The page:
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Three Minneapolis police department officers took the stand Tuesday on the seventh day of testimony in Derek Chauvin's murder trial in the death of George Floyd. In addition to the officers, who are experts in use of force, crisis intervention training and emergency medical response, was Sgt. Jody Stiger of the Los Angeles Police Department. He testified as an outside expert on police training and use of force. Stiger will return to the witness stand Wednesday morning.
LAPD sergeant returns to witness stand to testify about use of force
Jody Stiger, a Los Angeles Police Department sergeant, has returned to the witness stand. He is a use-of-force expert for the prosecution.
Stiger testified Tuesday that he has trained thousands of police officers in use-of-force tactics. He said he had reviewed the case and had come to a conclusion about Derek Chauvin's actions during the arrest of George Floyd last May.
"My opinion was that the force was excessive," he said.
Stiger was the last witness to testify Tuesday before the judge abruptly adjourned an hour earlier than usual.
Seventh day of witness testimony ends abruptly
The seventh day of witness testimony in Derek Chauvin’s murder trial ended abruptly Tuesday following several law enforcement witnesses testifying about police use-of-force and medical assistance policies.
Hennepin County District Judge Peter Cahill ended court abruptly Tuesday afternoon after privately speaking with both prosecution and defense attorneys. The interruption came as prosecutor Steve Schleicher was questioning Sgt. Jody Stiger of the Los Angeles Police Department, an expert on police training and use of force. Stiger will return to the stand Wednesday.
Several law enforcement officers with the Minneapolis Police Department also testified on police training, use-of-force tactics and de-escalation and providing medical assistance earlier Tuesday.
Witness testimony will continue Wednesday around 9:15 a.m. local time.
A crowd of onlookers does not excuse a police officer from rendering aid, police department's medical support coordinator says
Officer Nicole Mackenzie, the Minneapolis Police Department's medical support coordinator, told prosecutor Steve Schleicher that cardiopulmonary resuscitation (CPR) can be started while waiting for paramedics to arrive — a point the prosecution has sought to drive home to suggest Derek Chauvin had a duty to provide medical treatment to George Floyd until paramedics arrived.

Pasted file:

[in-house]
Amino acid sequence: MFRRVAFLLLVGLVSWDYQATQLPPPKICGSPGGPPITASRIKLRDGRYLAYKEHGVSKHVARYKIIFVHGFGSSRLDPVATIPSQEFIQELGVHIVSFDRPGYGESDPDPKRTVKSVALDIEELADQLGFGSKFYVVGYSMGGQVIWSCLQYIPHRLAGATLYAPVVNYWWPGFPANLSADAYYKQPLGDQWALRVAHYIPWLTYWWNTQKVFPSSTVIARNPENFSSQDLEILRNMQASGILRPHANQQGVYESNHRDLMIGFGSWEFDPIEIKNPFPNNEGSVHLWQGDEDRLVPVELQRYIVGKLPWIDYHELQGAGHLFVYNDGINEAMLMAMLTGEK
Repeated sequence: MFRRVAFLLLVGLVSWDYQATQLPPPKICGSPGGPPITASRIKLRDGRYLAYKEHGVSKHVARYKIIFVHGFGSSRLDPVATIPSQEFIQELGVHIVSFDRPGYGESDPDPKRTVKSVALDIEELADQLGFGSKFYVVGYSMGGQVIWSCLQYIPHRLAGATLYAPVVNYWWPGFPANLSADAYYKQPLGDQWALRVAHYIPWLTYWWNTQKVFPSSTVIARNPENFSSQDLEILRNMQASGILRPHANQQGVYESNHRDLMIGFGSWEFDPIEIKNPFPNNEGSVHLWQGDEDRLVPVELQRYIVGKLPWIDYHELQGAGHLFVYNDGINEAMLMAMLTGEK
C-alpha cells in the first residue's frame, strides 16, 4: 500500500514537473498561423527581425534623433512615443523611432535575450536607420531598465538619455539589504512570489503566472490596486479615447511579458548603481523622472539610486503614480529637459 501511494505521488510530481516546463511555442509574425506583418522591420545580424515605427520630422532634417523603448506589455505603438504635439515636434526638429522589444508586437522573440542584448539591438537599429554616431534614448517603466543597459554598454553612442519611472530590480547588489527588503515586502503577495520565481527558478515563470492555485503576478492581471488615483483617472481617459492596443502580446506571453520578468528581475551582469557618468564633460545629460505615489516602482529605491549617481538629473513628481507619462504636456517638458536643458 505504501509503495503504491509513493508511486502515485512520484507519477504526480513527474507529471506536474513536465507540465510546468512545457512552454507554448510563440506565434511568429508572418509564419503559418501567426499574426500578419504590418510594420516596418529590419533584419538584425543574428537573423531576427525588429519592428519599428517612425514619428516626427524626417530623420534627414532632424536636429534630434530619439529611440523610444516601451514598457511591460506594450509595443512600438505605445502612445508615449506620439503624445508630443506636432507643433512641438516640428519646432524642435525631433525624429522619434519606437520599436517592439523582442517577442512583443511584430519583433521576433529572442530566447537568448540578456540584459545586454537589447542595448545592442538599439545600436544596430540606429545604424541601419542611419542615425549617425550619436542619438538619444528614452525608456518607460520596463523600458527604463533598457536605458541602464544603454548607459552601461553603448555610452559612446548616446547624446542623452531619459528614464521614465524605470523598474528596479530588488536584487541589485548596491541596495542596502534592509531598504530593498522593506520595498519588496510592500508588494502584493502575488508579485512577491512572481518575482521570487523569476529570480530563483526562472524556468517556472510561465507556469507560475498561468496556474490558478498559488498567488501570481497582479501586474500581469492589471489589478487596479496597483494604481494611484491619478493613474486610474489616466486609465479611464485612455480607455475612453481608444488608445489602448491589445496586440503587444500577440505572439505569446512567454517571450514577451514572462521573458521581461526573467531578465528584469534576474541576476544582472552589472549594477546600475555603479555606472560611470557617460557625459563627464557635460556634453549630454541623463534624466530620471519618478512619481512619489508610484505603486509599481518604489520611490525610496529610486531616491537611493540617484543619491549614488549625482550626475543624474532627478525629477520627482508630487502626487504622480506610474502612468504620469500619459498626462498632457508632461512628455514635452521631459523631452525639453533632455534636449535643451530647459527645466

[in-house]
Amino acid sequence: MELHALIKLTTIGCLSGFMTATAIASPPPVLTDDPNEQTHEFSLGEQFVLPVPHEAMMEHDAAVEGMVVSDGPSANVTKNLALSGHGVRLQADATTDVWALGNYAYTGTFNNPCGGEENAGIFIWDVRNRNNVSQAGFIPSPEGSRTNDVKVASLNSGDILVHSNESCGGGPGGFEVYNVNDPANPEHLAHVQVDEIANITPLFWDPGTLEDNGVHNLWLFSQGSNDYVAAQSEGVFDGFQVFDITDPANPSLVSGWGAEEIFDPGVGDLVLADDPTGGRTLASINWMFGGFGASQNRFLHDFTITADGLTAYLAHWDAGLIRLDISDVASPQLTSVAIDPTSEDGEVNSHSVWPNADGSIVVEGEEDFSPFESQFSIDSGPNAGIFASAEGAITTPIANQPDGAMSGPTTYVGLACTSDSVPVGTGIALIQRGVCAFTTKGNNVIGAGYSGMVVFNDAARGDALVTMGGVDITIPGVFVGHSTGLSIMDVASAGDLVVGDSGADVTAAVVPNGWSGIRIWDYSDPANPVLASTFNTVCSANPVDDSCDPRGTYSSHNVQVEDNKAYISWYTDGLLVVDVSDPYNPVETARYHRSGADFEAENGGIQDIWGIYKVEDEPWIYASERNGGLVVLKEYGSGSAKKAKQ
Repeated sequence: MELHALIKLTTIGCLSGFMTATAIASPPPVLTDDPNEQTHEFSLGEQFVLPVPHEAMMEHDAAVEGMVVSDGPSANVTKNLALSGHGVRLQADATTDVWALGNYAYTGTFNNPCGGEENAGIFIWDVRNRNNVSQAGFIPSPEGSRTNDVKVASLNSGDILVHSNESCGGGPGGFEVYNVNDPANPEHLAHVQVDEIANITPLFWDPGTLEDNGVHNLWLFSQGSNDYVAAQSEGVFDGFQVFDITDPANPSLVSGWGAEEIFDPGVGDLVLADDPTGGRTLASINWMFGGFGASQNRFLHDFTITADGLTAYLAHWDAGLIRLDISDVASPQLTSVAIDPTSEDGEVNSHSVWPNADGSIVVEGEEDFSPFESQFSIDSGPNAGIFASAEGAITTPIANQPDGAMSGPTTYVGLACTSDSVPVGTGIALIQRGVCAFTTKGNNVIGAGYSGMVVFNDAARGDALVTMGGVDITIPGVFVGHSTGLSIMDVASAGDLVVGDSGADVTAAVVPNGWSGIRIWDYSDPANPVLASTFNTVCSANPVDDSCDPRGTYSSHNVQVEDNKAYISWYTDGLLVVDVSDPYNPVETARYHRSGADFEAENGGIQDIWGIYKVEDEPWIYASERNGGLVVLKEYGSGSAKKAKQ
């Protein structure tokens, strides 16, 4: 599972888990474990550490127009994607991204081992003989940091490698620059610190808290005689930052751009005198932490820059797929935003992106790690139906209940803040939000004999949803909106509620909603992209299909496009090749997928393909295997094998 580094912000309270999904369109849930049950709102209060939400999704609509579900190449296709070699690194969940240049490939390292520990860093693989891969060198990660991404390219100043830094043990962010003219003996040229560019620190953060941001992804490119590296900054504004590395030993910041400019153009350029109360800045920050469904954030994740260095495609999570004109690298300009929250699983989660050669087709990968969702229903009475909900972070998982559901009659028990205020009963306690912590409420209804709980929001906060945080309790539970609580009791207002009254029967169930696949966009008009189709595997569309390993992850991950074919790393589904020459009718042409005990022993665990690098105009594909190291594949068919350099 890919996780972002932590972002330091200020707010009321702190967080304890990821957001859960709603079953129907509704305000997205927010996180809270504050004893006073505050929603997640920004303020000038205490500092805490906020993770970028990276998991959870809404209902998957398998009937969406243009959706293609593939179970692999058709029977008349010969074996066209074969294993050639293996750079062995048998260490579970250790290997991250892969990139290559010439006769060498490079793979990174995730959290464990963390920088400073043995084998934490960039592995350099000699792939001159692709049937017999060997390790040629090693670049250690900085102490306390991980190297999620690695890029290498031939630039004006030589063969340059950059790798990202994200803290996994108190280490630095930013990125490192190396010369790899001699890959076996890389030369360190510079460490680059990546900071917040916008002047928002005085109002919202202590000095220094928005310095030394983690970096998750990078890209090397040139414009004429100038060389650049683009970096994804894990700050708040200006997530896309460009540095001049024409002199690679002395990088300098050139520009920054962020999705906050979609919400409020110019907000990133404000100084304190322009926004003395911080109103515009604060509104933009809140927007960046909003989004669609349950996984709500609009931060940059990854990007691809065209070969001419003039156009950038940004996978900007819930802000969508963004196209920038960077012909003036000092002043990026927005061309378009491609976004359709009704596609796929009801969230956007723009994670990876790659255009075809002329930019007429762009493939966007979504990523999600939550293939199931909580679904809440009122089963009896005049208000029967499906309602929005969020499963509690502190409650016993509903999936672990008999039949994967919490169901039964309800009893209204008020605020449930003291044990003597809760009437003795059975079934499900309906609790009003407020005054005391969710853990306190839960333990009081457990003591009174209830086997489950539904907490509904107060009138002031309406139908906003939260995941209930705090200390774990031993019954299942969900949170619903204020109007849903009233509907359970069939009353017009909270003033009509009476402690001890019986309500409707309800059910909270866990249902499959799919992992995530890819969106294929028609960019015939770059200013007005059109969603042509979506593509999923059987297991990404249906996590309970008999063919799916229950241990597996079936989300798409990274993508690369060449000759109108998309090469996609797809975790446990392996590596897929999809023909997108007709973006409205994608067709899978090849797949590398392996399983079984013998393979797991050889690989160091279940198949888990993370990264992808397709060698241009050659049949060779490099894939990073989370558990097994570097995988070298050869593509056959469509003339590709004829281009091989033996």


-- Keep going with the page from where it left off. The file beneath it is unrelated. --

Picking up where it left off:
The prosecution has called witnesses to the stand, including Minneapolis Police Chief Medaria Arradondo, who said that Chauvin had violated a range of departmental policies, including by not rendering aid to Floyd before the ambulance was at the scene. Floyd did not receive medical attention May 25 until two paramedics arrived.
As police officers were arresting Floyd, bystander videos captured him repeatedly telling them he couldn't breathe. One officer can be heard telling Floyd that it takes "a lot of oxygen" to talk.
Mackenzie, who trains Minneapolis police officers in medical treatment, contradicted that statement Tuesday.
"There is a possibility somebody could be in respiratory distress and still be able to verbalize it," she said. "Just because they're speaking doesn't mean they're breathing adequately."
In his questioning of Mackenzie, Chauvin's attorney, Eric Nelson, continued a line of questions that he has asked many other expert witnesses and bystanders to Floyd's arrest, suggesting that the onlookers at the scene — many of whom shouted at Chauvin to get off Floyd — influenced Chauvin's actions that day and potentially hampered his ability to render aid.
Mackenzie told Nelson that it is "incredibly difficult" to focus on a patient at a chaotic scene and that it’s more difficult to assess a patient.
"Does it make it more likely that you might miss signs if a patient is experiencing something?" Nelson asked. Mackenzie said it was possible.
Schleicher quickly followed up and asked if a crowd of onlookers excuses a police officer from rendering aid.
"Only if they were physically getting themselves involved," she said.
Los Angeles police sergeant testifies as use-of-force expert witness
The 26th witness in the Derek Chauvin murder trial is Sgt. Jody Stiger of the Los Angeles Police Department. He will testify as an outside expert on police training and use of force.
Stiger is an aide to the inspector general within the Los Angeles Police Department, which is an oversight entity. He said Tuesday afternoon he is the only sworn police officer that works for that unit.
He said he has also trained thousands of officers as part of a course he developed that went over de-escalation, firearms manipulation, basic control tactics and arrest-control techniques.
Minneapolis police medical support coordinator testifies
The medical support coordinator with the Minneapolis Police Department was the third witness called to the stand Tuesday afternoon.
Officer Nicole Mackenzie said as the medical support coordinator with the department she provided first aid and medical training to recruits and officers. She added Chauvin has attended the training she conducts.
Minneapolis police use-of-force trainer testifies under cross-examination
Under cross-examination, Derek Chauvin's attorney, Eric Nelson, entered a photo into evidence that Lt. Johnny Mercil agreed appeared to show Chauvin's knee on George Floyd's shoulder blade while the ambulance was on the scene.
Nelson asked Mercil, a use of force trainer with the Minneapolis Police Department, whether unconscious people can suddenly regain consciousness and fight and whether a restraint requires pressure on both sides of the neck for the person to go unconscious.
Mercil responded yes to both questions. Mercil also testified that it generally takes less than 10 seconds for someone to go unconscious because of a neck restraint.
With these questions, Nelson seems to be laying the groundwork that Floyd did not die from Chauvin's knee on his neck, as the prosecution has argued.
On Monday, Nelson played a few seconds of bystander video side-by-side with footage from an officer's body camera and asked Minneapolis Police Chief Medaria Arradondo whether Chauvin's knee was on Floyd's neck.